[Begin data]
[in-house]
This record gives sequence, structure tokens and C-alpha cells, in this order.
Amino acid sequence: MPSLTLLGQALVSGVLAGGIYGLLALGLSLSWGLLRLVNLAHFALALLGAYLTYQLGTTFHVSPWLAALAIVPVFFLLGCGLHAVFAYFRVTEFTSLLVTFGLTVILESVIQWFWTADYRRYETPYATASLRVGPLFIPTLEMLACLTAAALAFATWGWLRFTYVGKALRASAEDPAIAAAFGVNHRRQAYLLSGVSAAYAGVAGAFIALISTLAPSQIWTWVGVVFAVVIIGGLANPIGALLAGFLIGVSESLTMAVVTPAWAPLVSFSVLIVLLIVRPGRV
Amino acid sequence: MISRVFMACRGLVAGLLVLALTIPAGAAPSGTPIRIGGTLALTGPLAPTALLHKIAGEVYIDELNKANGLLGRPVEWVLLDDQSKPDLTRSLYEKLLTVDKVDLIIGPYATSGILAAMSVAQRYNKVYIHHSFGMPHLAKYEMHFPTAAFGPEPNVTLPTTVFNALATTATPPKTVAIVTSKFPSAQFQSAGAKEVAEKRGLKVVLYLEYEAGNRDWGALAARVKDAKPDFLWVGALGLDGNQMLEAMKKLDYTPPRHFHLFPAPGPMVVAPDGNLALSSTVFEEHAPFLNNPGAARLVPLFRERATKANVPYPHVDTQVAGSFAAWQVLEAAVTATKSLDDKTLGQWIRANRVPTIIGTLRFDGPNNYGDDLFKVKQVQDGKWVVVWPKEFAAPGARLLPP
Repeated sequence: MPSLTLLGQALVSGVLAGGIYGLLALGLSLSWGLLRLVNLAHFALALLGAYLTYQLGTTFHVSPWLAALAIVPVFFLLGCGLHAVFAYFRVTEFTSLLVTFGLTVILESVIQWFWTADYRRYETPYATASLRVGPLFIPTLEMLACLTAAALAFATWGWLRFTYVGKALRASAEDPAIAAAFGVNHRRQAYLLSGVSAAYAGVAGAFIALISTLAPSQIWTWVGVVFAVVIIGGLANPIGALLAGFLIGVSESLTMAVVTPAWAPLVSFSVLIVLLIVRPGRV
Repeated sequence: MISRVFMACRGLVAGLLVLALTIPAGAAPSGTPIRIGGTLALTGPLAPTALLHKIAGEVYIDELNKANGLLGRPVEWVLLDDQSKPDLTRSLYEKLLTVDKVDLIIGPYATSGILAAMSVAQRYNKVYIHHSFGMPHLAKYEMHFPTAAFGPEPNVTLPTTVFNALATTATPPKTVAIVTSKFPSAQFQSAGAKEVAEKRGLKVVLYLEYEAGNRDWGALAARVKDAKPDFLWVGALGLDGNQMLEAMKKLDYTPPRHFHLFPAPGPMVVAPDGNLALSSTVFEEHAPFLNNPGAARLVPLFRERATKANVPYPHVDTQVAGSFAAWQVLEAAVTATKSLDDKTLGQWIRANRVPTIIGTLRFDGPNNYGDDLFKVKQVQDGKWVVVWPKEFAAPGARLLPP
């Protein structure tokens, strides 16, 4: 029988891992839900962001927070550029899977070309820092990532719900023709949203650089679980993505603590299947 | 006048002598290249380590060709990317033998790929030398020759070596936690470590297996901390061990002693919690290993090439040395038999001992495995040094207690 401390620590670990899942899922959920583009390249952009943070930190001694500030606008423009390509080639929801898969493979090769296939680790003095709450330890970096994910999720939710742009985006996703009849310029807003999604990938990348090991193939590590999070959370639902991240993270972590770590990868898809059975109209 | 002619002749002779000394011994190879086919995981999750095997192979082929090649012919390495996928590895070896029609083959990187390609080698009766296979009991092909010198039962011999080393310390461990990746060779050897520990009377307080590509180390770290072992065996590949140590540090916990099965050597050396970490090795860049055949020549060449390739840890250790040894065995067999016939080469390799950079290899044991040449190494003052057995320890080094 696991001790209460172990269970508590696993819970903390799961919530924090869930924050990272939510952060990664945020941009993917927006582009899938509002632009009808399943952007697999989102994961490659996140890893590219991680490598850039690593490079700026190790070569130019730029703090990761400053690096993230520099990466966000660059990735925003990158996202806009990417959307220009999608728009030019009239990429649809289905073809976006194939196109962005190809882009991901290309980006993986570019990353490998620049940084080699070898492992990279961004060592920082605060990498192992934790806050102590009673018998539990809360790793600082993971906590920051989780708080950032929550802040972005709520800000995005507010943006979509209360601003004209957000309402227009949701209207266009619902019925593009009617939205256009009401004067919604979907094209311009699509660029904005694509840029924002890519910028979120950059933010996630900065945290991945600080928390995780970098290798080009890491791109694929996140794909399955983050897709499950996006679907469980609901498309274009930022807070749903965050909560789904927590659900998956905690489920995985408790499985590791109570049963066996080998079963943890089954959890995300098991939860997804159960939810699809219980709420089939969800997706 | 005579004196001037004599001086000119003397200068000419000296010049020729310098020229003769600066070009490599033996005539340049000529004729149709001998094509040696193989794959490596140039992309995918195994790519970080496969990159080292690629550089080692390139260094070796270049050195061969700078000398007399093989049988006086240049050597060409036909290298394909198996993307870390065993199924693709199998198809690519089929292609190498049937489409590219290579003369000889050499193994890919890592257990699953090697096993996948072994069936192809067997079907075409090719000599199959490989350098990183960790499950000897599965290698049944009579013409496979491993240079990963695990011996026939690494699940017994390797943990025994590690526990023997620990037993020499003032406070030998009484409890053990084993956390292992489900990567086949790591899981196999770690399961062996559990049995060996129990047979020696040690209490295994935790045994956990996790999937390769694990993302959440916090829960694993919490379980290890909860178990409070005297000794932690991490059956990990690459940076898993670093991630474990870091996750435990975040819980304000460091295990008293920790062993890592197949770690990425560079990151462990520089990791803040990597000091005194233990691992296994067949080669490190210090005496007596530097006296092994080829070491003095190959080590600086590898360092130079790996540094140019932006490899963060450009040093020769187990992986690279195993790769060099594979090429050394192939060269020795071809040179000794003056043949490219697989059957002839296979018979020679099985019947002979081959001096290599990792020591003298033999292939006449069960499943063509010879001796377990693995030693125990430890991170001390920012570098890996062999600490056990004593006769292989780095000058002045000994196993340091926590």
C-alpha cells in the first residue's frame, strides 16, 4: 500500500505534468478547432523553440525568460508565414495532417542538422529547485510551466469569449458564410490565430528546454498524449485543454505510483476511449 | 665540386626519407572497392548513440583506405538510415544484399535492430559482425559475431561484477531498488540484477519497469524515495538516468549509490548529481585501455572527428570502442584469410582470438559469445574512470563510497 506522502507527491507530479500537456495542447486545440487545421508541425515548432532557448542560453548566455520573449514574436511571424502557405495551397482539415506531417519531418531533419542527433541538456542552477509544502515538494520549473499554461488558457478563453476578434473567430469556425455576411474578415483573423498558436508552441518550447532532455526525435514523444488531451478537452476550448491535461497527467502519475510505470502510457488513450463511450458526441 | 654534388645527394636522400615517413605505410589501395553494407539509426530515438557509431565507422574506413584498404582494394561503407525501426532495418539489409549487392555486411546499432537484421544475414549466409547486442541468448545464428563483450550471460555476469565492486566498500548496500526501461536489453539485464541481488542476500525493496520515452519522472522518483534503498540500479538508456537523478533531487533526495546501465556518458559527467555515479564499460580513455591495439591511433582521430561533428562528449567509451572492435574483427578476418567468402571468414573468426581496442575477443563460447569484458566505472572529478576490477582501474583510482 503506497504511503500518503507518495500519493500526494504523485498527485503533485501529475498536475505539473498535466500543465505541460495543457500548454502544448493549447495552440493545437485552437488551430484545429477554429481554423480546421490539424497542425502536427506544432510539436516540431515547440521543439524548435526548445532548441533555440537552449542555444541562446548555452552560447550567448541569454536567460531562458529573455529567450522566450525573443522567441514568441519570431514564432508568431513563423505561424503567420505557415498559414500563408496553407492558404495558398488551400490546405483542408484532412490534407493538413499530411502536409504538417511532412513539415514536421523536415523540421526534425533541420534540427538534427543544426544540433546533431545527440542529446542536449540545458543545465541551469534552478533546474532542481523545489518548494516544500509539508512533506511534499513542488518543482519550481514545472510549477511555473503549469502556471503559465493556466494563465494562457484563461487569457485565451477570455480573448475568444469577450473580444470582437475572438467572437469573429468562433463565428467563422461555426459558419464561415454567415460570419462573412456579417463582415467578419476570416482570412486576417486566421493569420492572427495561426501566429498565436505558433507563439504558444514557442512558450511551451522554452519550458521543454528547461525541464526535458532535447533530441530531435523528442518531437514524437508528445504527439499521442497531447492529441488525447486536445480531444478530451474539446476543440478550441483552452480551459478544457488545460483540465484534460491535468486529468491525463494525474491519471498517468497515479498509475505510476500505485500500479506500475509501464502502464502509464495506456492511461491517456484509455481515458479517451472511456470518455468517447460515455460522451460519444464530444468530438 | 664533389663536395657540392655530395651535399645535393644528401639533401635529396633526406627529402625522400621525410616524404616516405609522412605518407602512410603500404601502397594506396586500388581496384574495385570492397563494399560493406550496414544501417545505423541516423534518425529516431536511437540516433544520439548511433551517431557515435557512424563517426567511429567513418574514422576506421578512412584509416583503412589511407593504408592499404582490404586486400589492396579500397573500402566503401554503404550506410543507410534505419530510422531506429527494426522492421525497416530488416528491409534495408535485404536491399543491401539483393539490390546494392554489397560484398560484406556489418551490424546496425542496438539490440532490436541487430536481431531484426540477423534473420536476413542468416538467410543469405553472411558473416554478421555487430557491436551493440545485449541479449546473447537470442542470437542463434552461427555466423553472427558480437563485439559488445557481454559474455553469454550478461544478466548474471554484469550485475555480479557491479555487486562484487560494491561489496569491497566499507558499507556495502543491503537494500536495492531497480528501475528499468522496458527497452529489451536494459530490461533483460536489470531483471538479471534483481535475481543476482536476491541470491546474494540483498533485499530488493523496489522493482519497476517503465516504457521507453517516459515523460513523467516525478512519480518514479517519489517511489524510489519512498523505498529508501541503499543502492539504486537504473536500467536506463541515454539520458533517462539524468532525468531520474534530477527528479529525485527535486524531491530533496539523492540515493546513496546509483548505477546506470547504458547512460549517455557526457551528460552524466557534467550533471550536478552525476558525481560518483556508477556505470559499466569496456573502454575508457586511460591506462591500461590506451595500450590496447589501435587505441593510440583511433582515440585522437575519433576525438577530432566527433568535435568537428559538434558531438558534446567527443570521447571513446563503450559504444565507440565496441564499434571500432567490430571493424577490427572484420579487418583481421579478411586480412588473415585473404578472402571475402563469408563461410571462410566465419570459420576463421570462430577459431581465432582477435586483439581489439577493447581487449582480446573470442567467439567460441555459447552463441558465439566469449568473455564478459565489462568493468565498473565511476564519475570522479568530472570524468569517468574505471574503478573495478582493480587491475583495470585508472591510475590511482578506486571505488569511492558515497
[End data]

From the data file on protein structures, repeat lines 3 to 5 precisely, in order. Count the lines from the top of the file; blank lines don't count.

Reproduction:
Amino acid sequence: MPSLTLLGQALVSGVLAGGIYGLLALGLSLSWGLLRLVNLAHFALALLGAYLTYQLGTTFHVSPWLAALAIVPVFFLLGCGLHAVFAYFRVTEFTSLLVTFGLTVILESVIQWFWTADYRRYETPYATASLRVGPLFIPTLEMLACLTAAALAFATWGWLRFTYVGKALRASAEDPAIAAAFGVNHRRQAYLLSGVSAAYAGVAGAFIALISTLAPSQIWTWVGVVFAVVIIGGLANPIGALLAGFLIGVSESLTMAVVTPAWAPLVSFSVLIVLLIVRPGRV
Amino acid sequence: MISRVFMACRGLVAGLLVLALTIPAGAAPSGTPIRIGGTLALTGPLAPTALLHKIAGEVYIDELNKANGLLGRPVEWVLLDDQSKPDLTRSLYEKLLTVDKVDLIIGPYATSGILAAMSVAQRYNKVYIHHSFGMPHLAKYEMHFPTAAFGPEPNVTLPTTVFNALATTATPPKTVAIVTSKFPSAQFQSAGAKEVAEKRGLKVVLYLEYEAGNRDWGALAARVKDAKPDFLWVGALGLDGNQMLEAMKKLDYTPPRHFHLFPAPGPMVVAPDGNLALSSTVFEEHAPFLNNPGAARLVPLFRERATKANVPYPHVDTQVAGSFAAWQVLEAAVTATKSLDDKTLGQWIRANRVPTIIGTLRFDGPNNYGDDLFKVKQVQDGKWVVVWPKEFAAPGARLLPP
Repeated sequence: MPSLTLLGQALVSGVLAGGIYGLLALGLSLSWGLLRLVNLAHFALALLGAYLTYQLGTTFHVSPWLAALAIVPVFFLLGCGLHAVFAYFRVTEFTSLLVTFGLTVILESVIQWFWTADYRRYETPYATASLRVGPLFIPTLEMLACLTAAALAFATWGWLRFTYVGKALRASAEDPAIAAAFGVNHRRQAYLLSGVSAAYAGVAGAFIALISTLAPSQIWTWVGVVFAVVIIGGLANPIGALLAGFLIGVSESLTMAVVTPAWAPLVSFSVLIVLLIVRPGRV